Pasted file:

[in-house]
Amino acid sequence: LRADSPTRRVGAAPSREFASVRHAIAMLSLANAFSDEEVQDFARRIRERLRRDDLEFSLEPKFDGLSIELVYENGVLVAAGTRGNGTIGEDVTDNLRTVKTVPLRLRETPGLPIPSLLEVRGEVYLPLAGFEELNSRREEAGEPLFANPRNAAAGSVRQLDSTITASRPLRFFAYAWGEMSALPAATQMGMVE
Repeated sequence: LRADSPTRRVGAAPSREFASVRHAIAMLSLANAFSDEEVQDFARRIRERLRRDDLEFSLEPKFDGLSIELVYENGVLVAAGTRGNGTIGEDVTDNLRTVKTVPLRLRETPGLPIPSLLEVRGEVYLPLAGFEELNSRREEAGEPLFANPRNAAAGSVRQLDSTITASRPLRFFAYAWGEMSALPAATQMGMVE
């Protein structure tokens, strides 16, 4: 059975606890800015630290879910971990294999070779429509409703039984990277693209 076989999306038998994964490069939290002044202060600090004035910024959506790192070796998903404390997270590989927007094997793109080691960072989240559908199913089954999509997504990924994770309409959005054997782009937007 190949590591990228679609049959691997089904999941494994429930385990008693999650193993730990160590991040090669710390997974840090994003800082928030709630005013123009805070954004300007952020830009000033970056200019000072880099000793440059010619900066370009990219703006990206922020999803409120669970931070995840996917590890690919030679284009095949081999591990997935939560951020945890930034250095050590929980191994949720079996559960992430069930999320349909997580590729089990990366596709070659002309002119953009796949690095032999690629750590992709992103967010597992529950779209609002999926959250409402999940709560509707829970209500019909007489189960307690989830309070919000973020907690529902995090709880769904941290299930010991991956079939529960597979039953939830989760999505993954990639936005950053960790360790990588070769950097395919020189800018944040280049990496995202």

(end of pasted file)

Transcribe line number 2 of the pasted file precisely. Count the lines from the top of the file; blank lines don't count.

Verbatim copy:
Amino acid sequence: LRADSPTRRVGAAPSREFASVRHAIAMLSLANAFSDEEVQDFARRIRERLRRDDLEFSLEPKFDGLSIELVYENGVLVAAGTRGNGTIGEDVTDNLRTVKTVPLRLRETPGLPIPSLLEVRGEVYLPLAGFEELNSRREEAGEPLFANPRNAAAGSVRQLDSTITASRPLRFFAYAWGEMSALPAATQMGMVE